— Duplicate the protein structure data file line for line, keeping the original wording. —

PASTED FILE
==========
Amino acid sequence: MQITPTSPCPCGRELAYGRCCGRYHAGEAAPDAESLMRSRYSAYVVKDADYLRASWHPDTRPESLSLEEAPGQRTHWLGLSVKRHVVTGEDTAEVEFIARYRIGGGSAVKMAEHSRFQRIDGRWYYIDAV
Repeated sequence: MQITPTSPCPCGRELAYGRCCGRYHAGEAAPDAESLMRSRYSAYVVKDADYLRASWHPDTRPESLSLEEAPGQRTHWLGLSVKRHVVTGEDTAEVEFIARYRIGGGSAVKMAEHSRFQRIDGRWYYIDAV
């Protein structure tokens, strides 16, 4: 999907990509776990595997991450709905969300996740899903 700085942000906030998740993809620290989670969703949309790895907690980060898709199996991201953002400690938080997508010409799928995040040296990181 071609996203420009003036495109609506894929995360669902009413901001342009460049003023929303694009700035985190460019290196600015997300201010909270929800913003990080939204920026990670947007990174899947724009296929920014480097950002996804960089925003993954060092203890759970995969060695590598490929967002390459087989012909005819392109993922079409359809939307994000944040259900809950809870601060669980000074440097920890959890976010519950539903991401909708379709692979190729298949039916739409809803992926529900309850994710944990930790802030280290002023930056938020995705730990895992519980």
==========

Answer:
Amino acid sequence: MQITPTSPCPCGRELAYGRCCGRYHAGEAAPDAESLMRSRYSAYVVKDADYLRASWHPDTRPESLSLEEAPGQRTHWLGLSVKRHVVTGEDTAEVEFIARYRIGGGSAVKMAEHSRFQRIDGRWYYIDAV
Repeated sequence: MQITPTSPCPCGRELAYGRCCGRYHAGEAAPDAESLMRSRYSAYVVKDADYLRASWHPDTRPESLSLEEAPGQRTHWLGLSVKRHVVTGEDTAEVEFIARYRIGGGSAVKMAEHSRFQRIDGRWYYIDAV
């Protein structure tokens, strides 16, 4: 999907990509776990595997991450709905969300996740899903 700085942000906030998740993809620290989670969703949309790895907690980060898709199996991201953002400690938080997508010409799928995040040296990181 071609996203420009003036495109609506894929995360669902009413901001342009460049003023929303694009700035985190460019290196600015997300201010909270929800913003990080939204920026990670947007990174899947724009296929920014480097950002996804960089925003993954060092203890759970995969060695590598490929967002390459087989012909005819392109993922079409359809939307994000944040259900809950809870601060669980000074440097920890959890976010519950539903991401909708379709692979190729298949039916739409809803992926529900309850994710944990930790802030280290002023930056938020995705730990895992519980």